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TCN Blog 2016 Top Story #9: Correa Convicted, No Cardinals Closure

The squeaky-clean reputation of the St. Louis Cardinals has been badly sullied by the prison sentence handed down to former team executive Chris Correa. In Federal Court in Houston in January, the team’s ex-scouting director pleaded guilty to five of 12 counts of unauthorized access to computer information in violation of the Computer Fraud and Abuse Act.

correa-h-200After several delays, in July, the 35-year-old was sentenced to 46 months in prison followed by two years of supervised release and was assessed a fine of $279,038.65. Damages caused were estimated to total $1.7 million through Correa’s access of Houston Astros player assessment and internal email systems, which included statistics, projections, analyses and involved draft and trade evaluations.

Correa could have been given a maximum of five years in prison on each count, but prosecutors had agreed that the sentences would be served concurrently in return for his guilty plea. The New Hampshire native began serving his time in late August.

Correa illegally breached Astros internal systems over a 16-month period, starting in March 2013 and continuing through June 2014, including 60 times in one 35-day time span, according to court testimony. He stated that his original motivation was a suspicion that former Cardinals employees who had moved on to the Astros had taken St. Louis’ intellectual property with them.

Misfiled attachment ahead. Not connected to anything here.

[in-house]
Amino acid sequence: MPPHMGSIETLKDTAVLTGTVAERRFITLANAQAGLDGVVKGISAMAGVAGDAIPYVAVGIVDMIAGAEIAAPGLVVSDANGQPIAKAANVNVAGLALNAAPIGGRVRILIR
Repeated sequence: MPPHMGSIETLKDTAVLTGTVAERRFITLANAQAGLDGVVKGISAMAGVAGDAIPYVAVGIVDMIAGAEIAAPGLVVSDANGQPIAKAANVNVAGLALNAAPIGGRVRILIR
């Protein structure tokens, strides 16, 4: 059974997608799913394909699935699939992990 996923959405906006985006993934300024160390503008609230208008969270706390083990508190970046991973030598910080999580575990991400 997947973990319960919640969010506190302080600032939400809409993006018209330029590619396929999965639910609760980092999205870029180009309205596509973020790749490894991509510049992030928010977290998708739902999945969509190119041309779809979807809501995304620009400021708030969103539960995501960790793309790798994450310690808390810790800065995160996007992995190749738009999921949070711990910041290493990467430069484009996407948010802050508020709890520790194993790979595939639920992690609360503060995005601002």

The breach of Houston’s systems became public in the summer of 2014 when a number of internal Astros emails outlining player evaluations and trade discussions with other teams were posted anonymously on the internet, apparently leaked with the intention of embarrassing the club.

That triggered a federal investigation which led them to a residence in Jupiter, Florida that had been shared by Correa and other Cardinals employees during spring training. FBI agents seized computers from team offices in St. Louis in February 2015 and following an internal probe, Correa was fired that June – shortly following the draft and after news of the federal investigation became public.

Cardinals Chairman and CEO Bill DeWitt Jr. condemned the actions as “roguish behavior” and made it clear that neither he nor General Manager John Mozeliak, who had promoted Correa from director of baseball development to head of scouting in December 2014, were aware until contacted by investigators.

Correa testified when pleading guilty that he had told “colleagues” with the club about his discovery of Cardinals’ property on Houston’s systems, but was not asked – at least while in court – to name them. No other former or current employees of either team have been charged with any related crimes. Astros officials denied any wrongdoing, characterizing themselves as the “victims”.